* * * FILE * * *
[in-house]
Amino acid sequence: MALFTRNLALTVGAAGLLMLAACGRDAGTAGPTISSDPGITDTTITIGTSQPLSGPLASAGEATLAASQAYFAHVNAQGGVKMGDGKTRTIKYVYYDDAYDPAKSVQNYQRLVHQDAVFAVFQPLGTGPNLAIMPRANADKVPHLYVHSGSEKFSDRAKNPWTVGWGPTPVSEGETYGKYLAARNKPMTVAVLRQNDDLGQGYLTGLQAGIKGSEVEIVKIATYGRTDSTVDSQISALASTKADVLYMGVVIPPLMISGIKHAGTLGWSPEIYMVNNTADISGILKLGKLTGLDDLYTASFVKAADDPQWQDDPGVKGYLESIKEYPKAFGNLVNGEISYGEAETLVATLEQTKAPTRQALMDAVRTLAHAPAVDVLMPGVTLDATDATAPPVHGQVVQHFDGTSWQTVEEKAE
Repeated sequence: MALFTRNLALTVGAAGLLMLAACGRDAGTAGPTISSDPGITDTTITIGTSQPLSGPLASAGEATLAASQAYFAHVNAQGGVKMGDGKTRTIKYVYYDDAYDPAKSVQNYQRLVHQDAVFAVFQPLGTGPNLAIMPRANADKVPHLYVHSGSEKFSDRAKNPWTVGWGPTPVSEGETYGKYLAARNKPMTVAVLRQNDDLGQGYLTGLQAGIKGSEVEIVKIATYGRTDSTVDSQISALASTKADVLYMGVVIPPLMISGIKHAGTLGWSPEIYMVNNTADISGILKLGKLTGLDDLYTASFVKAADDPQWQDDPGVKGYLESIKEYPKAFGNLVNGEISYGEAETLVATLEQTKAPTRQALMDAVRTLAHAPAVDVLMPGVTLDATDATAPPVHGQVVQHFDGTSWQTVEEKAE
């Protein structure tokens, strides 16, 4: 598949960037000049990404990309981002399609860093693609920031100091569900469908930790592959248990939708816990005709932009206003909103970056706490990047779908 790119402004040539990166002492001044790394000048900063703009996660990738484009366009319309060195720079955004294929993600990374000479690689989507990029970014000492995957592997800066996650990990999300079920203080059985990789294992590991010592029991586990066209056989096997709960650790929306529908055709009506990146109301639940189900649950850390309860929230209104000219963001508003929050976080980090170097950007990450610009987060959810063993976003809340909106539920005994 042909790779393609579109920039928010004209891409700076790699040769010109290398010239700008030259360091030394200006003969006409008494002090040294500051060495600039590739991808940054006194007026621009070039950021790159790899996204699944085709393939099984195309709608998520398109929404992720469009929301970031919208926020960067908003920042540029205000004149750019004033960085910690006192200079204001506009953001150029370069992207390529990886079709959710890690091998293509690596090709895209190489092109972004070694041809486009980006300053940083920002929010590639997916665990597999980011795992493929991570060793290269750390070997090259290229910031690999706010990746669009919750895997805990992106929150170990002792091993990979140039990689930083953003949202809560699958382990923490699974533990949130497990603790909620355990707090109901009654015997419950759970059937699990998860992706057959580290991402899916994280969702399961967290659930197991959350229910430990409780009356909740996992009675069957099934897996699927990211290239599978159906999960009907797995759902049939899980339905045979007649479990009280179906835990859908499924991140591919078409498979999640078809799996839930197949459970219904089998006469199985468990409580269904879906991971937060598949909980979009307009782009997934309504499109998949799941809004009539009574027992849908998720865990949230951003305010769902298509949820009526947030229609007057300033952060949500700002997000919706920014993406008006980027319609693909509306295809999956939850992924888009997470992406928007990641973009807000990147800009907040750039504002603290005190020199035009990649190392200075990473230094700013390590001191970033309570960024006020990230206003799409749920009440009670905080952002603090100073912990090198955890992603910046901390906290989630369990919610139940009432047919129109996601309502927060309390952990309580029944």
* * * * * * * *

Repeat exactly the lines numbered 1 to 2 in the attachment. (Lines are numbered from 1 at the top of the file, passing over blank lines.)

[in-house]
Amino acid sequence: MALFTRNLALTVGAAGLLMLAACGRDAGTAGPTISSDPGITDTTITIGTSQPLSGPLASAGEATLAASQAYFAHVNAQGGVKMGDGKTRTIKYVYYDDAYDPAKSVQNYQRLVHQDAVFAVFQPLGTGPNLAIMPRANADKVPHLYVHSGSEKFSDRAKNPWTVGWGPTPVSEGETYGKYLAARNKPMTVAVLRQNDDLGQGYLTGLQAGIKGSEVEIVKIATYGRTDSTVDSQISALASTKADVLYMGVVIPPLMISGIKHAGTLGWSPEIYMVNNTADISGILKLGKLTGLDDLYTASFVKAADDPQWQDDPGVKGYLESIKEYPKAFGNLVNGEISYGEAETLVATLEQTKAPTRQALMDAVRTLAHAPAVDVLMPGVTLDATDATAPPVHGQVVQHFDGTSWQTVEEKAE